Writer: Christopher Condon Artist/Letterer: Jacob Phillips Color Assists: Pip Martin Publisher: Image Comics Publication Date: January 2023
Can a place be truly Evil, like with a capital “E?” And if it is, is there anything worthwhile to do to try and combat it, or is it all just futile in the end? These are some of the questions about Ambrose County, Texas that creators Chris Condon and Jacob Phillips have been asking since That Texas Blood launched back in 2020 and continue to ask with the release of volume three of the book earlier this year.
Volume three collects issues 14-19 of the Image series, and we rejoin newly-appointed and facing re-election, Sheriff Joe Bob Coates. I’m often told by my parents and anyone else older than me about a blizzard that struck the greater Philadelphia area and suburbs in 1996, the year after I was born. Now, the only thing worse I can think of than my hometown being completely shut down by the snowstorm of the century, is the addition of a notorious serial killer who decided that moment was the best time to hunt more victims. If it wasn’t clear already, that is exactly what Joe Bob is up against in this volume: The Red Queen Killer has made their way to Ambrose County at the worst time possible, both personally for Joe Bob and literally for the county.
Something to admire about That Texas Blood is its sort of an anthology, allowing for each volume to read alone, but also enjoyed when read together so the reader can see longstanding threads pay off. Each volume of the series tells a thrilling story set in the questionable Ambrose County, and volume three is no different in how it stacks up to the already-exceptional first two volumes. Alone, volume three tells a story about the efforts to stop a slasher killer before they hurt someone else as the heroes also battle the elements, making it harder to save lives. But together with the other volumes, we receive information that has only been hinted at since first being introduced to Ambrose County. Included is the revelation of what happened to the county’s previous sheriff teased in Joe Bob’s nightmares in the very first issue, by way of a press leak during the local election for sheriff. With that information out there, Joe Bob finds himself questioning every move he makes at a time when the people he’s responsible for protecting need him most, despite some supporting his opposition.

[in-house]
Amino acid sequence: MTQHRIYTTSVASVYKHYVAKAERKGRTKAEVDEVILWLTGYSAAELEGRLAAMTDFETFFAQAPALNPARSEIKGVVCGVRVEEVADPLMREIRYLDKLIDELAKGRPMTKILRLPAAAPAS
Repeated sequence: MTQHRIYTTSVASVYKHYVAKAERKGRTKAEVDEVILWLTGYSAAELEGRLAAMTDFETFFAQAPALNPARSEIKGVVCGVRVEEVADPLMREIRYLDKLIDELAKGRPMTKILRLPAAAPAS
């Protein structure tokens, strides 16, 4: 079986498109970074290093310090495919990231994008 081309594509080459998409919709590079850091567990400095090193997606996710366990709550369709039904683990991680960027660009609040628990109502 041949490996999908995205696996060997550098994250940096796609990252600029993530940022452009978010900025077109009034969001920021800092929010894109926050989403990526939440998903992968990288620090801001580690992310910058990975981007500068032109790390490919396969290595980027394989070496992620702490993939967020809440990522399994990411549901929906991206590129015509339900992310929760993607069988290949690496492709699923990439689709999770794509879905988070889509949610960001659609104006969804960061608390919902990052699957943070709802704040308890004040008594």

If everything about the story so far makes Ambrose County seem even worse than before, than the art and colors from Phillips with color assists from Pip Martin will solidify this arc as one of the more terrifying pieces of comics work in recent memory. Phillips’ layouts on the page contribute to the constant building of tension from panel to panel. When something is meant to be happening fast, you can feel it on the page as such. And when the opposite occurs for the slow build and creeping feeling of dread, you can feel your own pulse increase with that of the characters on the page. Paired with how each page is colored, the story reads as a slasher horror film. We know something terrible is about to happen to the lone character appearing in the small amount of light used while surrounded by black nothingness, but we don’t when that terrible thing will occur. Will it be the next panel? Next page? Or is nothing going to happen at all, and we are just left uneasy until the next time? Some of my favorite panels and pages of this story happen near the end, and without going too heavy into spoilers, they take place outside at night in this terrible snowstorm I’ve been talking about. The way Phillips illustrates the action has everything flow in a way you can easily see amid the snowfall. It’s dark, but dark in a way that you can feel the fear and isolation of the characters experiencing it, not simply the lack of light.